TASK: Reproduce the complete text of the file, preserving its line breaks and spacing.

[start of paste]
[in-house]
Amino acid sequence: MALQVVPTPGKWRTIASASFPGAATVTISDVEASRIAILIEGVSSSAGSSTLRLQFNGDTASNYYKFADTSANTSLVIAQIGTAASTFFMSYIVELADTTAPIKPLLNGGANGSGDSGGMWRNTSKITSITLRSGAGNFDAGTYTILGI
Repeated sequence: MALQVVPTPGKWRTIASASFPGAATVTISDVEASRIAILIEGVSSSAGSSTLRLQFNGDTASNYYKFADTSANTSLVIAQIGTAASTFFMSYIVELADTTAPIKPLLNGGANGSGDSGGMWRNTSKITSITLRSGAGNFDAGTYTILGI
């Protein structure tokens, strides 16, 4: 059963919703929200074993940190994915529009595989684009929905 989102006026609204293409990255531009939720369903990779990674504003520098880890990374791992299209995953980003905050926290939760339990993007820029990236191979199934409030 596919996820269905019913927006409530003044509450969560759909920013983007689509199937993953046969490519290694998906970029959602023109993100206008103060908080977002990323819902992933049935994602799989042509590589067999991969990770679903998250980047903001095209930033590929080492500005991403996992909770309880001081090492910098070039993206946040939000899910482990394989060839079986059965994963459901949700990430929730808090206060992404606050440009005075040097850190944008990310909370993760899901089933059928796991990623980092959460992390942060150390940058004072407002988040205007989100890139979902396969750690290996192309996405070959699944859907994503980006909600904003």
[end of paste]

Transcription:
[in-house]
Amino acid sequence: MALQVVPTPGKWRTIASASFPGAATVTISDVEASRIAILIEGVSSSAGSSTLRLQFNGDTASNYYKFADTSANTSLVIAQIGTAASTFFMSYIVELADTTAPIKPLLNGGANGSGDSGGMWRNTSKITSITLRSGAGNFDAGTYTILGI
Repeated sequence: MALQVVPTPGKWRTIASASFPGAATVTISDVEASRIAILIEGVSSSAGSSTLRLQFNGDTASNYYKFADTSANTSLVIAQIGTAASTFFMSYIVELADTTAPIKPLLNGGANGSGDSGGMWRNTSKITSITLRSGAGNFDAGTYTILGI
């Protein structure tokens, strides 16, 4: 059963919703929200074993940190994915529009595989684009929905 989102006026609204293409990255531009939720369903990779990674504003520098880890990374791992299209995953980003905050926290939760339990993007820029990236191979199934409030 596919996820269905019913927006409530003044509450969560759909920013983007689509199937993953046969490519290694998906970029959602023109993100206008103060908080977002990323819902992933049935994602799989042509590589067999991969990770679903998250980047903001095209930033590929080492500005991403996992909770309880001081090492910098070039993206946040939000899910482990394989060839079986059965994963459901949700990430929730808090206060992404606050440009005075040097850190944008990310909370993760899901089933059928796991990623980092959460992390942060150390940058004072407002988040205007989100890139979902396969750690290996192309996405070959699944859907994503980006909600904003």